I kept getting stuck on the word "ransom." It didn't make any sense — until I realized they meant to say extortion. Let's return to Merriam-Webster's online dictionary:

ransom: 1: a consideration paid or demanded for the release of someone or something from captivity   extortion: 1: the act or practice of extorting especially money or other property; especially : the offense committed by an official engaging in such practice

mi2g needs a dictionary, no doubt about it. Their press release makes more sense when we use the correct word:

Consistent negative publicity on other trusted web sites and security portals has led to the owners of some of those sites to contact many companies, including mi2g, with a view to buying them out in exchange for their silence. [Extortion] demands made have ranged from $250,000 to $1 million to decommission a negative publicity campaign mounted through a particular set of trusted web sites or security portals.

mi2g's vague accusation raised a red flag with me because I've talked at length about Vmyths investor Eric Robichaud's urge to sell out. Did Robichaud pitch an offer to them? If he did, did he use tactics like those described in the press release? If he used such tactics, did he imply I'd stop critiquing mi2g after the sale?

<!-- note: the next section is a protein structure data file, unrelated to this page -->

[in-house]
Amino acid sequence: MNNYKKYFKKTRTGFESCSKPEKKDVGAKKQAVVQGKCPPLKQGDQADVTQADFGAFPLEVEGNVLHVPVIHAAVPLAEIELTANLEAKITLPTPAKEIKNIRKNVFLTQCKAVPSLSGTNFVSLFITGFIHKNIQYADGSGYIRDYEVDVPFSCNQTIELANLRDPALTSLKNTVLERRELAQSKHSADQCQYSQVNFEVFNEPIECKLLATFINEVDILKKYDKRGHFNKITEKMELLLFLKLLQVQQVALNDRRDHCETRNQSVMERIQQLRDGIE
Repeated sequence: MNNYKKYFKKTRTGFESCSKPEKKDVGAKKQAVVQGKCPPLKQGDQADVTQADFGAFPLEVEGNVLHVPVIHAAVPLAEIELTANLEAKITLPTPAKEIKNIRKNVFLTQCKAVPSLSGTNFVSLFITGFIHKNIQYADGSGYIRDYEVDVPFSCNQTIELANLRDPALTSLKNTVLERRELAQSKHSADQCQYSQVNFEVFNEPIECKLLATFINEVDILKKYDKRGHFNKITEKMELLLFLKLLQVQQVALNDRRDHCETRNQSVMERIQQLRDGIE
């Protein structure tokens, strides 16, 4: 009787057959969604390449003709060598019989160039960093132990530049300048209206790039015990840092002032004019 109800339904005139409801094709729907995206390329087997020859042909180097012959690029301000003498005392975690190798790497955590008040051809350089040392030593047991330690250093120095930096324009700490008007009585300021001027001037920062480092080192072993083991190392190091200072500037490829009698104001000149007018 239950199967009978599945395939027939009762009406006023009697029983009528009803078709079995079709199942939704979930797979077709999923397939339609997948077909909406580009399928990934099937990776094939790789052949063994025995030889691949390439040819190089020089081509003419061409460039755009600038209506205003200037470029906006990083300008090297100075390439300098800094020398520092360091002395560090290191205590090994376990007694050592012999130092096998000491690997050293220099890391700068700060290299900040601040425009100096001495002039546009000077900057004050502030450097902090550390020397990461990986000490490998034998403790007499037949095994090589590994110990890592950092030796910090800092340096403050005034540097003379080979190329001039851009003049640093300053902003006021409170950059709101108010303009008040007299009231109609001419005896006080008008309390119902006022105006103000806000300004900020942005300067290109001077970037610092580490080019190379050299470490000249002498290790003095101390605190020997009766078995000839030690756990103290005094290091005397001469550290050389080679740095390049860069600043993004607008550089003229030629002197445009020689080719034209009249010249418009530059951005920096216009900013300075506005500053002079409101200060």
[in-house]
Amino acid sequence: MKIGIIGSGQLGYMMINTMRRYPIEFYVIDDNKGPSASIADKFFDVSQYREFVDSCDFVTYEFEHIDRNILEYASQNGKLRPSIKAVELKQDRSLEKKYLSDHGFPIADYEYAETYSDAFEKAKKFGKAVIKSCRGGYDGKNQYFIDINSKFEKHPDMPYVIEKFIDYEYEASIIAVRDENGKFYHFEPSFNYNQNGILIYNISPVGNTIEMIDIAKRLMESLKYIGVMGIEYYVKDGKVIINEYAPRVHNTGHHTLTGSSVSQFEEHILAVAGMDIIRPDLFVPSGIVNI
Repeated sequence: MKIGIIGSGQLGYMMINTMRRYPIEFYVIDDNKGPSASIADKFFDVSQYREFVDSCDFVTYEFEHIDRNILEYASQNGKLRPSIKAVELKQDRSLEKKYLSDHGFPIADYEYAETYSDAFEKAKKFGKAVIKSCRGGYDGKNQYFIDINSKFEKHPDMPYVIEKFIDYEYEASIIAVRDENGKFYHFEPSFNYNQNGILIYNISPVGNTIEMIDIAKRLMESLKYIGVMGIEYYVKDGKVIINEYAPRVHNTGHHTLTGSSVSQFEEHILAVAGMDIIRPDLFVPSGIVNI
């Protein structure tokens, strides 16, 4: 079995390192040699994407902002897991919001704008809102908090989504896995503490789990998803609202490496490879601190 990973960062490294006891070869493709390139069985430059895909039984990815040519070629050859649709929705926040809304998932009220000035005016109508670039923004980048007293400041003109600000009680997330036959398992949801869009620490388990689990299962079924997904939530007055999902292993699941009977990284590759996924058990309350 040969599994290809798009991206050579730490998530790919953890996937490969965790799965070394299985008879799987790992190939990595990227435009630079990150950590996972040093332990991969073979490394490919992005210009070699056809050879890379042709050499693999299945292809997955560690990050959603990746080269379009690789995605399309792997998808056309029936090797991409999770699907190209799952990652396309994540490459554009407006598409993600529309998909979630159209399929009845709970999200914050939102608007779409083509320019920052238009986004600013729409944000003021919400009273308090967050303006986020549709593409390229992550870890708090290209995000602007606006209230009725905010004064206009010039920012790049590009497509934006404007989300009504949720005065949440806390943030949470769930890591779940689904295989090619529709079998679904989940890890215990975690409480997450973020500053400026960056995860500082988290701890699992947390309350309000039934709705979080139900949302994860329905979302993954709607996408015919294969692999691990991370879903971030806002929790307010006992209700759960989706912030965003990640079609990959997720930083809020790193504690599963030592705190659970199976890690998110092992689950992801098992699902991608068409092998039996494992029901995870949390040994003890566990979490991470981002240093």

Then I lowered my red flag. I mean, think about it. If you dared to issue a press release about "ransom demands" levied on your own firm ... wouldn't you at least name the "particular set of trusted web sites" that kidnapped your reputation?

If you dared to issue a press re­lease about "ran­som de­mands" levied on your own firm ... wouldn't you at least name the "par­ti­cu­lar set of trusted web sites" that kid­napped your repu­tation?

I lowered my red flag even more when I analyzed mi2g's use of plurals in their vague accusation. "The owners of some of those sites" offered a buyout in return for "their silence" and these "demands" came from "a particular set of trusted web sites or security portals." The consistent use of plurals makes it sound like the mafia runs an extortion ring deep within the computer security industry.

You don't often see this kind of paranoia in a press release. Thorazine, anyone?

AS I SAID, mi2g's press release failed to identify anyone who extorted money to end a "negative publicity campaign." Contrast it with their decision to name those who (supposedly) "passed the buck" in the mi2g parody. What gives?